It was confirmed by the jail superintendent when we missed the visits for two consecutive weeks. “Sisters, they are waiting anxiously for you every week. Your visits bring them comfort.”

The prison authorities were kind to us.

Singing bhajans, praying together Our Lord’s prayer, sharing spontaneous prayers, all created a bond between us and the prisoners that strengthened further as days passed. We took care not to miss our visits whether rain or shine, winter or summer.

“Never ask them of their past” was a cardinal rule given to us by our coordinator. And we followed it strictly. Yet the prisoners laid bare before us the secrets of their hearts. This enabled us to re-establish their connections with their children and families who had abandoned them for years.

Some sisters in our team took much trouble to visit their families in distant places. They had to search out their families, counsel them and convince them to visit their relatives in prison. It bore fruit. Our eyes would well up with joy seeing the happiness on the prisoners’ faces after their relatives’ visit to reestablish contacts.

The coordinator told me, “We have visited over 25 houses of the inmates. We have sent their children to different places for technical training, hotel management, and auxiliary nursing programs. Some of them have completed their course and are employed.”

Once the Sisters traveled 35 km to an interior village where they found out the daughter of a prisoner had completed her tenth grade securing first class. The grandmother did not want her to continue her studies but to help her in the farm. “We counseled her and took the girl and enrolled her in a boarding school.”

We did all this while doing full time jobs in our congregations. Those who had time visited the families that was both challenging and time consuming. Some of us taught people different crafts, while others went “begging” for their prisoners.

We forget our own pains when we learn to listen to the pains of others. On weekend afternoons, when we boarded buses in the hot sun, after a quick lunch, we were sure that we would receive much more than we would give those people. The prison gate which was once a sign of fear for us gradually became a welcoming place with friendly guards who would recognize us and usher us in as messengers of good tidings.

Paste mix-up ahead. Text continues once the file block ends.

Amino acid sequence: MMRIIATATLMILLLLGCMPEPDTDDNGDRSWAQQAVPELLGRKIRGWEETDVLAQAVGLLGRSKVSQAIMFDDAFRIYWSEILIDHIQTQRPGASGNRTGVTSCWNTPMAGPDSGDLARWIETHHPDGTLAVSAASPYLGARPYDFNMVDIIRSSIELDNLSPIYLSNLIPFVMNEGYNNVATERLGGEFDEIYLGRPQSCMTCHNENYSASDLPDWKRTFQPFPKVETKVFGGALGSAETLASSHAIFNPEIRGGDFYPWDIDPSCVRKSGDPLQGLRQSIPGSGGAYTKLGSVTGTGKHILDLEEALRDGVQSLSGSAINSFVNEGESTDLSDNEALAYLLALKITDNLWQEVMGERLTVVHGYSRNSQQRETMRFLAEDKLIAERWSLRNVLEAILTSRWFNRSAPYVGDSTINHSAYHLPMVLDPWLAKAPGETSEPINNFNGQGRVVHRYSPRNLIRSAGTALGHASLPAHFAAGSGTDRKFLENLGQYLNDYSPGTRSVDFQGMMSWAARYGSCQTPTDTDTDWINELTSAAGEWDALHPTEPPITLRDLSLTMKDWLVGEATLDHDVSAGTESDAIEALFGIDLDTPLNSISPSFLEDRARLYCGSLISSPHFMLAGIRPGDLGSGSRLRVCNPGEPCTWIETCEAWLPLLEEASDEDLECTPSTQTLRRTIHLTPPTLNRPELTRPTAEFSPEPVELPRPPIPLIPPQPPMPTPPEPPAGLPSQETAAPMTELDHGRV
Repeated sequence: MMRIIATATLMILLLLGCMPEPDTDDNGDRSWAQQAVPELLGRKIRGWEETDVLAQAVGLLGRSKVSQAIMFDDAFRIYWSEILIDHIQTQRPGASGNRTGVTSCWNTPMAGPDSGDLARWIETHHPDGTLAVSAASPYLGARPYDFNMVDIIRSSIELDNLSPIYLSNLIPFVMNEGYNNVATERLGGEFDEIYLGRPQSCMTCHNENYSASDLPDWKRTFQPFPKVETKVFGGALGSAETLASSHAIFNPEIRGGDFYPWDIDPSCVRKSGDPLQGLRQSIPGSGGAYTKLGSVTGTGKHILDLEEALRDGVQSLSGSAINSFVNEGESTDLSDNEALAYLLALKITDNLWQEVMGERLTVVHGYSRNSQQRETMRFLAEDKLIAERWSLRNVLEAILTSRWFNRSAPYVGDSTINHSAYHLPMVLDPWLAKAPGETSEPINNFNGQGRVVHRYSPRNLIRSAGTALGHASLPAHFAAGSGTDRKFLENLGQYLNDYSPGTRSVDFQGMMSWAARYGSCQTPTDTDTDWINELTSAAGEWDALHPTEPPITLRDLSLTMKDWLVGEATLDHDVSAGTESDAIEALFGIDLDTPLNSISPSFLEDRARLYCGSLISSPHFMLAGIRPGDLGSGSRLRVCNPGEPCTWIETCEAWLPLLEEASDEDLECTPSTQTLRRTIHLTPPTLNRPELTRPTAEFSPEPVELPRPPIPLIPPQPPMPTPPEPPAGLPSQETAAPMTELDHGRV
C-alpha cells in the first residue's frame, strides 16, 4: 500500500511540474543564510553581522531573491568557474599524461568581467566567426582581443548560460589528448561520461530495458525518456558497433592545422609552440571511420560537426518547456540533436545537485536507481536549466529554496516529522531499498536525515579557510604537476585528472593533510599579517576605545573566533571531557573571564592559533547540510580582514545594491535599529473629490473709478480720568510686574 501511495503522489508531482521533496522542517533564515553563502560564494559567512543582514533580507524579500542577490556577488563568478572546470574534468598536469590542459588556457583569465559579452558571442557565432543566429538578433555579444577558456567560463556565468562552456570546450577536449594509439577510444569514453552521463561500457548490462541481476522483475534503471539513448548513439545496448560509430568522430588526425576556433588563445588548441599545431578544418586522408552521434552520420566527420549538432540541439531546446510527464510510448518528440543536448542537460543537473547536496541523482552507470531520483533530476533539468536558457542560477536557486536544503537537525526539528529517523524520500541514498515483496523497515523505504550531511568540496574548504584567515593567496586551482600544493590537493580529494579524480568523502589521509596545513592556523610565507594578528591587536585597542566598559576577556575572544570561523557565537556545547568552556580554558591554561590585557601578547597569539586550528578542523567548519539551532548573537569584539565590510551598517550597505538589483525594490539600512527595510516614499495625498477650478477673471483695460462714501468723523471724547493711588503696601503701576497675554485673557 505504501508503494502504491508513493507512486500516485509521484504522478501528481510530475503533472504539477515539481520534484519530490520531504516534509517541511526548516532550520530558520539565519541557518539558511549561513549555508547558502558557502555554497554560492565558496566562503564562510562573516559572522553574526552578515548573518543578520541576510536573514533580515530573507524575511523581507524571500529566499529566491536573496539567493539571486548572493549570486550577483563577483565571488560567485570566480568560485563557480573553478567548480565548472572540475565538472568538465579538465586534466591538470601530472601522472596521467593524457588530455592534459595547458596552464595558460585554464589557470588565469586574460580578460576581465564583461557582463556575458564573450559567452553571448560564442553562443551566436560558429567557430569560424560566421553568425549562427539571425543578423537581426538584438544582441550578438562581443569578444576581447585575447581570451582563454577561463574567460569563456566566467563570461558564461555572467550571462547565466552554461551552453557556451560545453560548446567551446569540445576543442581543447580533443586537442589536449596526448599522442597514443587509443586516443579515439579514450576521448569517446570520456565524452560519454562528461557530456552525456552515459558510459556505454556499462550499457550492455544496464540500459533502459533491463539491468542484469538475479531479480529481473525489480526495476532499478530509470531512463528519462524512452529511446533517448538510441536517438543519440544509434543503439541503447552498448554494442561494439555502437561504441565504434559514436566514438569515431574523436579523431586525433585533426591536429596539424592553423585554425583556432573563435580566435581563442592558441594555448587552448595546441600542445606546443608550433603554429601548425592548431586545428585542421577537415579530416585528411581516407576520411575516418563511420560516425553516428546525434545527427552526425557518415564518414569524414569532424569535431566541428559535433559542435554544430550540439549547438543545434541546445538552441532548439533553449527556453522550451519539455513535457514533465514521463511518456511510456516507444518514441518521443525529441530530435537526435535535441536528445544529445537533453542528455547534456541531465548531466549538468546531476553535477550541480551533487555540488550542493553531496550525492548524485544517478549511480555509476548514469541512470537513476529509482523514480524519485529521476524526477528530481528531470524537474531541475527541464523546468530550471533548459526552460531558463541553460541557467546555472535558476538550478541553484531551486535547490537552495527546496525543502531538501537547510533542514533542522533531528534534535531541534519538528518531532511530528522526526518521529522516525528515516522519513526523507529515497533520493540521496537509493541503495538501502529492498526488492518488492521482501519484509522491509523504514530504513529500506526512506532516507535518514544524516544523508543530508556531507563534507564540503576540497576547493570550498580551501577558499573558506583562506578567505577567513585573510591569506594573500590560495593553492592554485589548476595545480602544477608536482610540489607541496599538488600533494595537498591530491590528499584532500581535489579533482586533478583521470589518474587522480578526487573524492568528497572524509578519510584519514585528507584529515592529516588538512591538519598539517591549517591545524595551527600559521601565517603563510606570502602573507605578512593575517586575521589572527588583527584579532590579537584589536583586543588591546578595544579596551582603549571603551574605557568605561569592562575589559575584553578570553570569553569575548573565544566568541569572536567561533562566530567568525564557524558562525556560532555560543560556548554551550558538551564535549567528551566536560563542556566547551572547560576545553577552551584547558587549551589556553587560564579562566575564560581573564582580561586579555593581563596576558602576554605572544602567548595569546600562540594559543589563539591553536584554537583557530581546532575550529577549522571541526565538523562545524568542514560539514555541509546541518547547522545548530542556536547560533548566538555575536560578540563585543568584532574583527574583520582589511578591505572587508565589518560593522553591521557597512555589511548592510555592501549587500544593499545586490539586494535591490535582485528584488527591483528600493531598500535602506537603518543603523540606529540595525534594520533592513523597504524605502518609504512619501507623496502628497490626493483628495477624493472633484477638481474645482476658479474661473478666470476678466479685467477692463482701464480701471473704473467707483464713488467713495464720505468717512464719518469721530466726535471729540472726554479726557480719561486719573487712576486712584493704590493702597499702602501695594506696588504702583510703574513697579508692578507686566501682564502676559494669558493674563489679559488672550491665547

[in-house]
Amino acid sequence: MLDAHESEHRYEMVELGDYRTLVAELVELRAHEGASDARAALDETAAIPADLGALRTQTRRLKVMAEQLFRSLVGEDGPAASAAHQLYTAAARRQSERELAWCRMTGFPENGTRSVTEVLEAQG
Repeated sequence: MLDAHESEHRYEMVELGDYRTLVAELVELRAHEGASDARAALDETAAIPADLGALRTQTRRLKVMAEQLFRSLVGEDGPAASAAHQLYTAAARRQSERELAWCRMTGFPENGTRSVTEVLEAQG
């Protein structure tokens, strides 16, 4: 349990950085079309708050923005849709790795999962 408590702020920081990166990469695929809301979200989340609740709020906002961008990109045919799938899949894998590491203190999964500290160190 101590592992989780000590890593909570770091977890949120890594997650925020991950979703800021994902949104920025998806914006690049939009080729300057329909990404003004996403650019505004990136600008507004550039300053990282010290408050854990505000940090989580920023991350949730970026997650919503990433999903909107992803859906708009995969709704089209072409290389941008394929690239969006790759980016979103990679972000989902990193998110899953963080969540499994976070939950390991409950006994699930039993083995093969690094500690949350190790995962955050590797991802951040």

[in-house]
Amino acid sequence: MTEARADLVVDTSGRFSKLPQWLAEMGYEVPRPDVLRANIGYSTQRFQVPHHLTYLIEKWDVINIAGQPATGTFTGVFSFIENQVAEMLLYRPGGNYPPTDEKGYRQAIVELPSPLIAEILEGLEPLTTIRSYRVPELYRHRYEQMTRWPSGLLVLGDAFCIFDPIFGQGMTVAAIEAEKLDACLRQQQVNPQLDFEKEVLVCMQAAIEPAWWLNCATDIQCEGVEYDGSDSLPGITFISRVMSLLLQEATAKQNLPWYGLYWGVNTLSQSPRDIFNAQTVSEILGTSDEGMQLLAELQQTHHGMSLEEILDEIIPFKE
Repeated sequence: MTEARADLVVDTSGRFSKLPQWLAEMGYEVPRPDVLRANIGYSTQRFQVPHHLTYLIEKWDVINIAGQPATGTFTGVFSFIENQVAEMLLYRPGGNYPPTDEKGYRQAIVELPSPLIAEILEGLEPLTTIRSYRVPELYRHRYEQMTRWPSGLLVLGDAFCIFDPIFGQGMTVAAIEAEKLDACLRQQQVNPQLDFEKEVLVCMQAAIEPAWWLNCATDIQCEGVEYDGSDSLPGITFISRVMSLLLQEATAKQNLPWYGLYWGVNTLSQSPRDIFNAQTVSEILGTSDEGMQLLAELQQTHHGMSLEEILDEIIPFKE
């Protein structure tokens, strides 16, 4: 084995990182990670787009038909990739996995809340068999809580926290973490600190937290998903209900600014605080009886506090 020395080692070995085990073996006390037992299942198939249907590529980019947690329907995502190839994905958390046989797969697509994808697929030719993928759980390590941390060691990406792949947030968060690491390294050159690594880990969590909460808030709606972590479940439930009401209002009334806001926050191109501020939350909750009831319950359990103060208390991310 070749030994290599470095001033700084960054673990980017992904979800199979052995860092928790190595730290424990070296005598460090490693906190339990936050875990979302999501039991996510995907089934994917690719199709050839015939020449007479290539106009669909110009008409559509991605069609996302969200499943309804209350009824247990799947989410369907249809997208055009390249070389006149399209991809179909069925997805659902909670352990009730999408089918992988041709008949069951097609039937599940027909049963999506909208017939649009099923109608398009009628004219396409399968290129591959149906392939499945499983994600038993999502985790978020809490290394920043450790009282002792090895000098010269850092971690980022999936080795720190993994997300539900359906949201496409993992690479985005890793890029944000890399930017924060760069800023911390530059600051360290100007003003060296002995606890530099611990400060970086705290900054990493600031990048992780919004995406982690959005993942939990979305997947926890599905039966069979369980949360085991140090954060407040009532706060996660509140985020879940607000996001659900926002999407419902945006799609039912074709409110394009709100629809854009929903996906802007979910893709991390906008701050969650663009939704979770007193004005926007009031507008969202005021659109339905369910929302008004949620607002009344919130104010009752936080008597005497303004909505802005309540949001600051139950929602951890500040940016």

We had a mission. We wanted those men and women to stand on their feet and lead a good life after they completed their term of punishment. For this, we taught them career-oriented crafts. They made variety of flowers and handmade baskets and we sold them in parishes that fetched them a good sum.

We also cheered their lives through games and celebrations at Christmas, Diwali, Rakshabandhan and other festivals together with male prisoners. Many told us that those celebrations helped them forget their pain and made them earn for freedom.

One significant day was when we organized the release of a book of poems written by one of the prisoners at Guwahati Press Club.

When we set out to do good for the less privileged we would receive help from many others in the form of gifts and money. We felt happy to beg with dignity for our less privileged brethren.

Our experience found echo in Pope Francis’ address to the Brazilian Bishops in 2013, “Unless we train ministers capable of warming people’s hearts, of walking with them in the night, of dialoguing with their hope and disappointments, of mending their brokenness, what hope can we have for our present and future journey?

Maters India – Story By: Lissy Maruthanakuzhy